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Speech: Transparent and predictable working conditions: Commissioner Thyssen welcomes the provisional agreement

Met dank overgenomen van M.L.P. (Marianne) Thyssen, gepubliceerd op donderdag 7 februari 2019.

Ladies and gentlemen,

I'm happy to announce that early this morning - the European Parliament, the Council and the Commission - reached a provisional agreement that will provide workers across Europe with transparent and predictable working conditions.

This is a major milestone to make the European Pillar of Social Rights a reality. We are modernising European labour law and adjusting it to the new world of work. As you know a growing number of people today is in atypical forms of work and flexible contracts.

Also for those contracts we need to make sure that rights and obligations for employers and workers are in balance. The more flexibility that is required of workers, the more employers must see to it that they provide predictability and protection.

With the new rules in place, we will ensure more transparency:

It sounds obvious but many workers in Europe don't receive basic information right from the beginning when they start a new job. How much will I earn? What is my working schedule? How long is my probation? This is especially the case for the most vulnerable workers.

We are modernising and expanding the scope of the rules.

All workers in Europe will now receive information on key working conditions. Workers will know at the beginning of their employment, this means within the first week, what their basic rights and obligations are. This includes information on their remuneration, their working schedule and the duration of their contract.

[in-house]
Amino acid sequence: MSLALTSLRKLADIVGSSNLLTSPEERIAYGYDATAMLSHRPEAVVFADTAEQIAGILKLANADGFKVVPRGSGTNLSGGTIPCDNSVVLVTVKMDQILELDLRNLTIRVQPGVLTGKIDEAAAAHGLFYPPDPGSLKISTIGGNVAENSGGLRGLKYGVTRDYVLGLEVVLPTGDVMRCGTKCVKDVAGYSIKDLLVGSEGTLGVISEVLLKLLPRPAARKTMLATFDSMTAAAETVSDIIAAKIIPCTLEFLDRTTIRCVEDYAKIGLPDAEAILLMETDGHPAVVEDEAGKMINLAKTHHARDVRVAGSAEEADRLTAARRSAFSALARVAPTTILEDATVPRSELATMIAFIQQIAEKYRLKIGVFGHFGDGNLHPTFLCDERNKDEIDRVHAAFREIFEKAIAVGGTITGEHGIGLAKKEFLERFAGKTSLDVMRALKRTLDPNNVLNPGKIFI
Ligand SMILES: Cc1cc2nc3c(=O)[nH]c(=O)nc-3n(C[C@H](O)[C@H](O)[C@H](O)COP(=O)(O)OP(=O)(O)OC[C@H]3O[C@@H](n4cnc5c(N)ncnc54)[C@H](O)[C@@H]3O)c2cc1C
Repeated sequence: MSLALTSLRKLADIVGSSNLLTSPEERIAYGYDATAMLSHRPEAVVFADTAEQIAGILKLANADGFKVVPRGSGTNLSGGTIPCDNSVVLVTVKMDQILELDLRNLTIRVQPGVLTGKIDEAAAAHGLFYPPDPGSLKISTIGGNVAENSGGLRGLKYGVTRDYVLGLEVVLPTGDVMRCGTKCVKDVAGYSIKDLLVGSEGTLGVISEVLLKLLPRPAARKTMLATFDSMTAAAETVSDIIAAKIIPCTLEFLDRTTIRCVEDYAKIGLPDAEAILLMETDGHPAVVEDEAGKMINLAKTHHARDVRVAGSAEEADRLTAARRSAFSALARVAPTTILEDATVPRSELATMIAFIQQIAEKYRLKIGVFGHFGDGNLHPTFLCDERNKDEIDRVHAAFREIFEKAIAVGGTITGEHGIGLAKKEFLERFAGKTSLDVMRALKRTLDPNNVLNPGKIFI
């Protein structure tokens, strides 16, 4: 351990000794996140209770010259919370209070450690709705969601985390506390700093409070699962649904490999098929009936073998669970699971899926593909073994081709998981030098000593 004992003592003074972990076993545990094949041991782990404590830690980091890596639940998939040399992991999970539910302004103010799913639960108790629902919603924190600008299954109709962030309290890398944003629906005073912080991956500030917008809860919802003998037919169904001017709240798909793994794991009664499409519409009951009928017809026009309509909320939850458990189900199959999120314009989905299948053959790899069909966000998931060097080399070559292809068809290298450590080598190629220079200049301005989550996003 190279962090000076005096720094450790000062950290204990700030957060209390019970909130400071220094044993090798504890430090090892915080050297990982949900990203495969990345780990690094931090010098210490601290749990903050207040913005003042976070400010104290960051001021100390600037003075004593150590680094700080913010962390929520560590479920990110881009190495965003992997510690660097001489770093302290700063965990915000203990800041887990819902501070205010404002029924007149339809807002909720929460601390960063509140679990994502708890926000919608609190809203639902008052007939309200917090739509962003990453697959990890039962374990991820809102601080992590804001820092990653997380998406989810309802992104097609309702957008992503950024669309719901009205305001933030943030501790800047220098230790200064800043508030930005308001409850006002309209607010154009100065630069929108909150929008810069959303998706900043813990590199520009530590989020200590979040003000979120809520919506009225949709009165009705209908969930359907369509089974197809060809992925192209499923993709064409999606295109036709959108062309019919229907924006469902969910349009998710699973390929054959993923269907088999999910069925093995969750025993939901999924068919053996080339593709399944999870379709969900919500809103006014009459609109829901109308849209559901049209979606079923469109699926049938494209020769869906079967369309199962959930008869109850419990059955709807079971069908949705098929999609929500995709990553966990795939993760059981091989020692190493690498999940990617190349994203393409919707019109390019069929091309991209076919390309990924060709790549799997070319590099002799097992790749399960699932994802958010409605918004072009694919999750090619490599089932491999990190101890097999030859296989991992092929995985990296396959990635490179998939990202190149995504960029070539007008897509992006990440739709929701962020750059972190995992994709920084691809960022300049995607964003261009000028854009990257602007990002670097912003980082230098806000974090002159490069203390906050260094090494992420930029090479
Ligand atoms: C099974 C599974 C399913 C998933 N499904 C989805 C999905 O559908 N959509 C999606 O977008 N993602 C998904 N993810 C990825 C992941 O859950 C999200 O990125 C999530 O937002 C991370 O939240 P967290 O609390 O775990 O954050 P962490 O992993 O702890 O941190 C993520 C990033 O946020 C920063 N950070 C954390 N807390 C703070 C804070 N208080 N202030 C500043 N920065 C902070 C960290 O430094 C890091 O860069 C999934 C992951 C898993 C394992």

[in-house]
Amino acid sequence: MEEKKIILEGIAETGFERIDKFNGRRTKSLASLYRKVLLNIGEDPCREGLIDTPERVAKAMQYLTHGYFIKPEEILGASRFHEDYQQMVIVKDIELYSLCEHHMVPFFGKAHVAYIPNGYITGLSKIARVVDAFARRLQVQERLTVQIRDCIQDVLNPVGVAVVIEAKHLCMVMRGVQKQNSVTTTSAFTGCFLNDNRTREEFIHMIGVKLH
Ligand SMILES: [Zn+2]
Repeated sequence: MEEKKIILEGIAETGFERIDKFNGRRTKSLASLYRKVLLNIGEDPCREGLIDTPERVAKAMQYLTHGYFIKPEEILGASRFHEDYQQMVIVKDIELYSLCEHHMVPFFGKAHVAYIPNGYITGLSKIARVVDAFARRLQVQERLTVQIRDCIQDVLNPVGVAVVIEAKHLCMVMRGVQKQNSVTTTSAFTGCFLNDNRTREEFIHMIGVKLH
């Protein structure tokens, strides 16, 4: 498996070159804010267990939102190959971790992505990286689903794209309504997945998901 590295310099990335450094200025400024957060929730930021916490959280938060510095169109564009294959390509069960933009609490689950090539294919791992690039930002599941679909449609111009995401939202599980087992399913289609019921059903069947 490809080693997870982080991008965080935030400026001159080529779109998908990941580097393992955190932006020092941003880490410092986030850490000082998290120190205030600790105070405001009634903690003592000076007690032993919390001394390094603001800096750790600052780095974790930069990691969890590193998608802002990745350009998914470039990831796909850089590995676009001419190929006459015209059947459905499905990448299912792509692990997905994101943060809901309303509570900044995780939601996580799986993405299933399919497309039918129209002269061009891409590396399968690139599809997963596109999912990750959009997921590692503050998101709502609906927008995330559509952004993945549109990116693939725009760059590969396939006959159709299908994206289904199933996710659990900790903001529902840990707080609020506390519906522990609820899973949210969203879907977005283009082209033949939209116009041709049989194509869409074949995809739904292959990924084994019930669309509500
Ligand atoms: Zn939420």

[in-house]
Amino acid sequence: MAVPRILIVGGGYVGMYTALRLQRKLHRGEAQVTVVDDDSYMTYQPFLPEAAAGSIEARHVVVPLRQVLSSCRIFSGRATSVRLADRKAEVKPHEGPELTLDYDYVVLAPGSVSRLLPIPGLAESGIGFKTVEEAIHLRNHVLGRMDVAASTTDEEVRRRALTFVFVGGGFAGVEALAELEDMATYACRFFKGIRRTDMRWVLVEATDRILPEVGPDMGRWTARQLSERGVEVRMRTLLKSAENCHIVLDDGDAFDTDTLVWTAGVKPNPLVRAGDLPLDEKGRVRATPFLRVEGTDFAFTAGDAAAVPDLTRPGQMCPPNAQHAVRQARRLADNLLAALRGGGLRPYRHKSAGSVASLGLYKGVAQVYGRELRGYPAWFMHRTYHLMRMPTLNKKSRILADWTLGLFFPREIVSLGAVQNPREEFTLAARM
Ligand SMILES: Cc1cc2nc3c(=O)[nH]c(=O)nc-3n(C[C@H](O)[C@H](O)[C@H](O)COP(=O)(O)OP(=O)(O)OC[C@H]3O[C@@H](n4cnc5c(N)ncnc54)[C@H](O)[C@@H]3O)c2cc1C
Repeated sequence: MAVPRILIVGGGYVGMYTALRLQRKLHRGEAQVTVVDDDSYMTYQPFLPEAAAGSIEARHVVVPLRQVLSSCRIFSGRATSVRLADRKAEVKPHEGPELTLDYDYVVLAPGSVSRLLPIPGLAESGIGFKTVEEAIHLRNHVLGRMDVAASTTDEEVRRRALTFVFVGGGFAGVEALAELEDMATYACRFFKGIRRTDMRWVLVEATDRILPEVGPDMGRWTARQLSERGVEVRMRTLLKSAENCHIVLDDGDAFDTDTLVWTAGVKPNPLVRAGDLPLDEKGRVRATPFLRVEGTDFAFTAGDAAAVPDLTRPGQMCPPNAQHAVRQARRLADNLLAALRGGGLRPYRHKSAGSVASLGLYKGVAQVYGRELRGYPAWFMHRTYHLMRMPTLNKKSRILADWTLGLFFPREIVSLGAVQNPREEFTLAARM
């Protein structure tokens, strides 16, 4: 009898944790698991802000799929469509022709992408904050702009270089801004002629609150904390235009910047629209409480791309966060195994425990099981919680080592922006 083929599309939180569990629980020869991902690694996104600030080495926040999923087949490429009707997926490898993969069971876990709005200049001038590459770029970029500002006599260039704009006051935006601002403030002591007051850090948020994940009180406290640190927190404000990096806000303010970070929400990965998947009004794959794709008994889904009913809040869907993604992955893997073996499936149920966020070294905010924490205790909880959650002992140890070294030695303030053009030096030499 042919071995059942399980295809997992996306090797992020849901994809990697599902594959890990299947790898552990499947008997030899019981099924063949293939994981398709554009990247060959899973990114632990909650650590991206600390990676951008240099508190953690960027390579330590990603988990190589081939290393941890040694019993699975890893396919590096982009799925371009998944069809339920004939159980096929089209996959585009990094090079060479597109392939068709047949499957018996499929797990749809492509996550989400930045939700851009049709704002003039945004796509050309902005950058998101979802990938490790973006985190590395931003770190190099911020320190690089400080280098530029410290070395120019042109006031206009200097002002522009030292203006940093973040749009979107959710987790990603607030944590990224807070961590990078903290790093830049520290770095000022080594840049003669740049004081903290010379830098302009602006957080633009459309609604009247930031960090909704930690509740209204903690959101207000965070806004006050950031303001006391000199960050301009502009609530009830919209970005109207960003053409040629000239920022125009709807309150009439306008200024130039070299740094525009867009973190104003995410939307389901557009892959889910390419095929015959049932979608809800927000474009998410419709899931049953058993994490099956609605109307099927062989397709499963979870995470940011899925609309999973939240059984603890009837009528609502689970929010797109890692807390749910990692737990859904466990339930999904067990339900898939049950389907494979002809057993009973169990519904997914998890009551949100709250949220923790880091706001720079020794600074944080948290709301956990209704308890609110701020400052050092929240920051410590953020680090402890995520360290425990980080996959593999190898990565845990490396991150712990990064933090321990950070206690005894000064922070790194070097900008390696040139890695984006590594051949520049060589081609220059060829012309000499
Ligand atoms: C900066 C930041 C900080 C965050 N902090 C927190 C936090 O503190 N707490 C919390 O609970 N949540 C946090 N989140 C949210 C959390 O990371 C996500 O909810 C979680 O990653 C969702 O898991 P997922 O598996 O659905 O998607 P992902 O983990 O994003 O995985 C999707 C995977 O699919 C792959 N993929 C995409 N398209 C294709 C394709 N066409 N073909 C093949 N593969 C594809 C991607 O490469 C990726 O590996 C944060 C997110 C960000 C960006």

All workers will have to be informed at the start of their contract in writing. And this can be done in the most efficient way like simple email. This improves the situation on the ground compared to today where employers have two months to inform their workers.

The new Directive will also apply to substantially more people. An additional 2-3 million workers will be covered which were excluded until now. This includes platform workers, domestic workers, voucher workers, workers on zero hour contracts and other short-term workers.

And it's not only about information rights. The Directive has a brand-new component compared to the old one, with new rights leading to more predictability:

  • (1) 
    Probation periods cannot last longer than 6 months, unless justified.
  • (2) 
    We prohibit unreasonable reliance on exclusive contracts. When somebody is offered only a limited number of hours to work a week, the employer cannot claim exclusivity.
  • (3) 
    Workers with on-demand contracts like zero-hour workers must know reasonably in advance when they can be called to work and for which timeslots. If called in vain, these workers will have the right to compensation and if they can no longer be dismissed if they refuse to work at very short notice.
  • (4) 
    Mandatory training will have to be free.
  • (5) 
    Finally, Member States will have to put place in systems to prevent abuse and make it possible for workers to seek redress.

These changes will benefit both workers and employers by raising social standards across the EU.

Ladies and gentlemen,

This new Directive makes me proud. Together with the Pillar of Social Rights, posting of workers, better protection against cancer at work, access to social protection for all, the accessibility act, the skills agenda, a more social European Semester and not to forget work-life balance, this Directive shows once more what this Commission has done during its mandate: bringing Social Europe back at the centre of Union action. For the people and felt by the people.

Thank you.


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